Appraisal Problems

 

 

2012 has been such a funky year for appraisals. Possibly the most problematic year that I can remember too. The sharp incline in activity, multiple offers and overbids leading to price escalation has made it harder than ever to appraise a home. Once upon a time the loan officer you worked with had a favorite appraiser they worked with and that went a long way to insure a competent appraisal. Now, those same lenders can’t even speak to the appraiser…who comes via a request to an outside appraisal management company. I’ve worked with appraisers who had never been in the town where they were doing the appraisal. In one case I had to assist the lost appraiser find the house I sold. That doesn’t inspire allot of confidence in me with regard to their knowledge of the local market and the countless variables that affect value there.

Any time I enter escrow I worry to some degree about whether or not the place will appraise, and if it doesn’t what impact will that have on the deal. I have no doubt that this fear is in the mind of every listing agent who’s in a multiple offer scenario. This is one of the major reasons that sellers look for offers with more than 20% down payment…as well as offers that waive the appraisal contingency all together. If you have 30% down you won’t have an issue even if the appraisal comes in low.

I have 2 different appraisal headaches right now. In one case I have a house in Tracy in escrow where the appraisal came in $20,000 under our agreed upon price. My buyers scraped and scratched to come up with that down payment. When they appraisal came in 20k low they have 4 choices…they can 1) back out, 2) make up the difference themselves in cash, 3) the seller can lower the price or 4) both parties can split the difference. In this case the buyers didn’t have the extra money and couldn’t get any more either. The seller reduced the price. As you can imagine, this is painful for the seller but the truth is there’s not much she/he could do. You can’t complain to the bank…it just is what it is. If you take another offer it better be with 30% or more down because that appraisal isn’t going to disappear. You’re stuck.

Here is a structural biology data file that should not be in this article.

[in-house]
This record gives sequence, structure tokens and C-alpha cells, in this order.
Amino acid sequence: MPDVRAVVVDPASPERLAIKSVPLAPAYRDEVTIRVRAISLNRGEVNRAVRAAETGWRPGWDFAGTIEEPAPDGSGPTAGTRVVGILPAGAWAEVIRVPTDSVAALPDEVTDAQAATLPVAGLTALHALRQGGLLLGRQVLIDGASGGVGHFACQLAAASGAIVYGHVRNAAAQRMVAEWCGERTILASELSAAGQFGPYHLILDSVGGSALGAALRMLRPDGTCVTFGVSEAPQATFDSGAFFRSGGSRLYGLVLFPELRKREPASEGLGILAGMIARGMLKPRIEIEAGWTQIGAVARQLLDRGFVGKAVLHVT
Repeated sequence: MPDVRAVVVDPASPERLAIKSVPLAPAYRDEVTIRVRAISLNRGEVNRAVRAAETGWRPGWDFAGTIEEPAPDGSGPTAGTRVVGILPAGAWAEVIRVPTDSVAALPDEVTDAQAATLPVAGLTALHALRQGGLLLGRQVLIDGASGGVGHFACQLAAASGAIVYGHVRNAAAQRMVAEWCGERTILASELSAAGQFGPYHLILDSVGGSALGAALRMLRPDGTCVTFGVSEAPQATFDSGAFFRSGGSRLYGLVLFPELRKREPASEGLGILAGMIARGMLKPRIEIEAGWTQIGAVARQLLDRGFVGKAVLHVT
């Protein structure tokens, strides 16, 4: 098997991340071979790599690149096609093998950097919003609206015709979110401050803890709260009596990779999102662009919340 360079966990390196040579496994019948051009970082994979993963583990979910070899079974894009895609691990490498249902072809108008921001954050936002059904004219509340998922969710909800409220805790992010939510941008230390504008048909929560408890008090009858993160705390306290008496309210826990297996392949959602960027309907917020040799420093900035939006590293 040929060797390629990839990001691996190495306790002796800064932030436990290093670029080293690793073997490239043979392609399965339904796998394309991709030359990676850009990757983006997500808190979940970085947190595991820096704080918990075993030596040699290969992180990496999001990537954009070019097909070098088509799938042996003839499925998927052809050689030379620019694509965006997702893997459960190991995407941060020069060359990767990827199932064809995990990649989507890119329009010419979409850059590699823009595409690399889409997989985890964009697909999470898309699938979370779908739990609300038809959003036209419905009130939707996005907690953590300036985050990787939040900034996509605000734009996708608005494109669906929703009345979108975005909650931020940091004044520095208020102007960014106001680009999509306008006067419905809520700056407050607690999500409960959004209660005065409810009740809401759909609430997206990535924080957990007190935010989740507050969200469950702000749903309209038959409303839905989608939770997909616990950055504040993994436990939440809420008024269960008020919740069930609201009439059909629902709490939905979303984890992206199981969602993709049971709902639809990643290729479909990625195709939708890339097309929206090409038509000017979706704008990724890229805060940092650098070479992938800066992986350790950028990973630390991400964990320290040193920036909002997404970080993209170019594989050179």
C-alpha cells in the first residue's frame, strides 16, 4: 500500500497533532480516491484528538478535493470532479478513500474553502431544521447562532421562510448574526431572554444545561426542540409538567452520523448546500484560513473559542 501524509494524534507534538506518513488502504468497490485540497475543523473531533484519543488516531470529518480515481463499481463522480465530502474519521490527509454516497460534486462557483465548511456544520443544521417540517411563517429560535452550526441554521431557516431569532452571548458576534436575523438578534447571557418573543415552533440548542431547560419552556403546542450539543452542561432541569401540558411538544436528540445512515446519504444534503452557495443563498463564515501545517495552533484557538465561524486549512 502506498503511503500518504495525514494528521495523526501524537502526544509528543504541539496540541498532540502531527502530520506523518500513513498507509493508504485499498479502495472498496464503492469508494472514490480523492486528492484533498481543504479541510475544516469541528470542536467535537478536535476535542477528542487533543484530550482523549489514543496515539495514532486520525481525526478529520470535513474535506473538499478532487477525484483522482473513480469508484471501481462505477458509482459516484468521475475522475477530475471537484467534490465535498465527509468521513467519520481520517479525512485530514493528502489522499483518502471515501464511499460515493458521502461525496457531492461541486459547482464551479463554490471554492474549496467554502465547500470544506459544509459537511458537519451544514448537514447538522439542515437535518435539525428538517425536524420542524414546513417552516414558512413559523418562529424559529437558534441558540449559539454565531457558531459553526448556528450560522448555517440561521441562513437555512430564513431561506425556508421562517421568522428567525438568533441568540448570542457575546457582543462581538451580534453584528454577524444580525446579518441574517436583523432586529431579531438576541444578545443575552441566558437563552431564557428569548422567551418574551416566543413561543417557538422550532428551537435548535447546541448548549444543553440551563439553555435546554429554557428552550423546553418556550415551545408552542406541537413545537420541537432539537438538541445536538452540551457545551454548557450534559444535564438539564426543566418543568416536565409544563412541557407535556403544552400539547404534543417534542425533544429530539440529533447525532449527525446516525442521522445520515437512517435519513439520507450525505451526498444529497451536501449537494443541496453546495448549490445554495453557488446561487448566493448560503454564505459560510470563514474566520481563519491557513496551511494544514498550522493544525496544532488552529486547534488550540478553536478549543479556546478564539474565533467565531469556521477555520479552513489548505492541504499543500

My other headache came after winning a bidding war with 11 offers and a purchase price that went $ 45,000 over asking. The appraisal came in $40,000 under our price. This wasn’t a huge problem since my buyer put down over 50% but it sure doesn’t feel good when an appraisal comes in a bunch lower. Nobody likes to feel that they overpaid for a home. The thing that drove me crazy here was the comment the appraiser made that he was an expert in Tracy and the market here has been dead since the last month or so. Really? He couldn’t justify the price as a result. What market has he been in? Not this one. I’d like to think that value is determined by what a buyer is willing to pay, but that’s not the case.

To make things even stranger, the appraiser who did the first example above has done 3 or 4 others on deals I’ve had this year. 2 of those were on properties that went WAY over asking and no comps at all were available…and he brought both in at the agreed upon price. The example above didn’t seem that far off to me and he brings it in 20k short. Go figure! Appraisals are pretty capricious…